2,208        1,943        4,428        15,221        52,503   
  

 

 

   

 

 

   

 

 

   

 

 

   

 

 

 

Total operating expenses

     9,181        18,591        42,092        99,305        286,005   
  

 

 

   

 

 

   

 

 

   

 

 

   

 

 

 

Operating loss

     (8,846     (9,157     (15,714     (33,619     (172,218

Interest income

     1        3        3        7        68   

Interest expense

     (5     (158     (194     (537     (525

Other income (expense), net

     43        (156     (806     (2,572     (7,257
  

 

 

   

 

 

   

 

 

   

 

 

   

 

 

 

Loss before income taxes

     (8,807     (9,468     (16,711     (36,721     (179,932

Provision for (benefit from) income taxes

     (7     13        71        (965     (59,297
  

 

 

   

 

 

   

 

 

   

 

 

   

 

 

 

Net loss attributable to common stockholders

   $ (8,800   $ (9,481   $ (16,782   $ (35,756   $ (120,635
  

 

 

   

 

 

   

 

 

   

 

 

   

 

 

 

Net loss per share attributable to common stockholders, basic and diluted

   $ (1.42   $ (1.30   $ (1.99   $ (3.28   $ (2.66
  

 

 

   

 

 

   

 

 

   

 

 

   

 

 

 

Weighted-average shares used to compute net loss per share attributable to common stockholders

     6,211        7,271        8,447        10,917        45,271   
  

 

 

   

 

 

   

 

 

   

 

 

   

 

 

 

 

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  (1)   Includes stock-based compensation expense as follows:

 

     Year Ended December 31,  
        2009            2010            2011         2012      2013  
     (In thousands)  

Stock-Based Compensation Expense:

              

Cost of product revenue

   $ 7       $ 4       $ 39       $ 170       $ 2,810   

Research and development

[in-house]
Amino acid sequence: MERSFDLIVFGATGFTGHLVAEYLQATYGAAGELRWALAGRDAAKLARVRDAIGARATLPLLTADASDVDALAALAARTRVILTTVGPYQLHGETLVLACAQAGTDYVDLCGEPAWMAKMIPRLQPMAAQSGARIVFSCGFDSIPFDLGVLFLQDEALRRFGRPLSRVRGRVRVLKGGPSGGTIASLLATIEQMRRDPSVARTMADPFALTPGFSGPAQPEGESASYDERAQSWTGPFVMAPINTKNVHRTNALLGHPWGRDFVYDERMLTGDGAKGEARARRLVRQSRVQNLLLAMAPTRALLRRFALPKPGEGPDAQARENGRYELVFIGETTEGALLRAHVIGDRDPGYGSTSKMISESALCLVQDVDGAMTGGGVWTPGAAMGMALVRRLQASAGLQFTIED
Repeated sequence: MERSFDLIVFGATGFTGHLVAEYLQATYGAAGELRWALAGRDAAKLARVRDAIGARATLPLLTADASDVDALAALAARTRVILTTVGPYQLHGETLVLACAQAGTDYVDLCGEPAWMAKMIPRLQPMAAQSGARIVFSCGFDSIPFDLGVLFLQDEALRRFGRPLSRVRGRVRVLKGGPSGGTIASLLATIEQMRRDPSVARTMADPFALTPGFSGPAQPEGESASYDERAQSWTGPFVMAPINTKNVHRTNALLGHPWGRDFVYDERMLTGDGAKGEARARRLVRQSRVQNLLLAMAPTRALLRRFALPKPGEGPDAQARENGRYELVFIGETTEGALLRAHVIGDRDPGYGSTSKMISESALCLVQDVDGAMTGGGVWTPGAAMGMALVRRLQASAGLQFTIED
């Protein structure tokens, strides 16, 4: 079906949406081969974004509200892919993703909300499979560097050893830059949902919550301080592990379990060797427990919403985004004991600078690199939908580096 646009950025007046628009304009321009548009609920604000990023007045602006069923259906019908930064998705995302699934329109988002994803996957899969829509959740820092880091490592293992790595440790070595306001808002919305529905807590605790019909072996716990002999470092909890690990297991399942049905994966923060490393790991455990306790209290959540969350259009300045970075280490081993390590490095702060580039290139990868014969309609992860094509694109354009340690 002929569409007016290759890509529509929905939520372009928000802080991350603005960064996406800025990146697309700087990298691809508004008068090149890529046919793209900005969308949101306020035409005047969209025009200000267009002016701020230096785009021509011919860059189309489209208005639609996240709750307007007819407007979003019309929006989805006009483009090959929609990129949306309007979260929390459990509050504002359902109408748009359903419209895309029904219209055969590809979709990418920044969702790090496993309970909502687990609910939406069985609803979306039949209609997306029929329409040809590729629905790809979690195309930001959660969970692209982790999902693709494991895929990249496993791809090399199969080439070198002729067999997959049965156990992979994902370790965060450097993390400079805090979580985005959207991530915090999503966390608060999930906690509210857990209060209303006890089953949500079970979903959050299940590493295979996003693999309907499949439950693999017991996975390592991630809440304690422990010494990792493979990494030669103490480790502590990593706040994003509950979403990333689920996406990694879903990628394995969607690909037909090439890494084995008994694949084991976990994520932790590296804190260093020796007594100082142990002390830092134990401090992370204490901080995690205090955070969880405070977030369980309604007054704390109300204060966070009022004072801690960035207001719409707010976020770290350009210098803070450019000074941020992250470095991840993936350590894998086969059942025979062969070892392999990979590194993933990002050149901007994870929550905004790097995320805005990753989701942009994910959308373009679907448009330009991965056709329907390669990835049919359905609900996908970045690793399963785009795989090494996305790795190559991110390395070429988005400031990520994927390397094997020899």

43         60         148         1,465         6,958   

Sales and marketing

     5         63         360         1,672         10,748   

General and administrative

     9         10         168         3,536         8,342   
  

 

 

    

 

 

    

 

 

    

 

 

    

 

 

 

Total stock-based compensation expense

   $ 64       $ 137       $ 715       $ 6,843       $ 28,858   
  

 

 

    

 

 

    

 

 

    

 

 

    

 

 

 

 

    As of December 31,  
    2009     2010     2011     2012     2013  
    (In thousands)  

Consolidated Balance Sheet Data:

         

Cash and cash equivalents

  $ 1,265      $ 7,665      $ 10,676      $ 60,200      $ 173,918   

Working capital, excluding deferred revenue and costs

    1,501        10,302        18,319        75,074        219,707   

Total assets

    3,210        15,676        35,646        125,273        1,376,313   

Total deferred revenue

    2,502        6,266        30,102        76,406        187,514   

Total long-term debt, current portion

    83        497        1,400        1,231          

Total long-term debt, non-current portion

    25        3,174        4,528        10,916          

Preferred stock warrant liability

    8        189        994        3,529          

Total stockholders’ equity (deficit)

    (409     1,348        (14,651     5,390        1,048,102   

 

     Year Ended or as of December 31,  
     2011     2012     2013  
     (Dollars in thousands)  

Key Business Metrics:

      

Product revenue

   $ 24,888      $ 52,265      $ 88,253   

Subscription and services revenue

     8,770        31,051        73,299   

Total revenue

   $ 33,658      $ 83,316      $ 161,552   
  

 

 

   

 

 

   

 

 

 

Year-over-year percentage increase

     186     148     94

Gross margin percentage

     78     79     70

Deferred revenue, current portion at period end(1)

   $ 16,215      $ 43,750      $ 110,535   

Deferred revenue, non-current portion at period end

   $ 13,887      $ 32,656      $ 76,979   

Billings (non-GAAP)(2)

   $ 57,494      $ 129,620      $ 256,561   

Net cash provided by (used in) operating activities(3)

   $ 5,111      $ 21,500      $ (69,762

Free cash flow (non-GAAP)(4)

   $ (106   $ 2,652      $ (127,322

 

  (1)   Our deferred revenue consists of amounts that have been invoiced but have not yet been recognized as revenue as of the period end. For the year ended December 31, 2013, deferred revenue includes the addition of $16.1 million of deferred revenue assumed in connection with the Mandiant acquisition. The majority of our deferred revenue balance consists of the unamortized portion of revenue from sales of our Email Threat Prevention product, subscriptions to our DTI cloud and Email Threat Prevention Attachment/URL Engine, and support and maintenance contracts. Because invoiced amounts for subscriptions and services can be for multiple years, we classify our deferred revenue as current or non-current depending on when we expect to recognize the related revenue. If the deferred revenue is expected to be recognized within 12 months, it is classified as current. Otherwise, the deferred revenue is classified as non-current. We monitor our deferred revenue balance because it represents a significant portion of revenue to be recognized in future periods.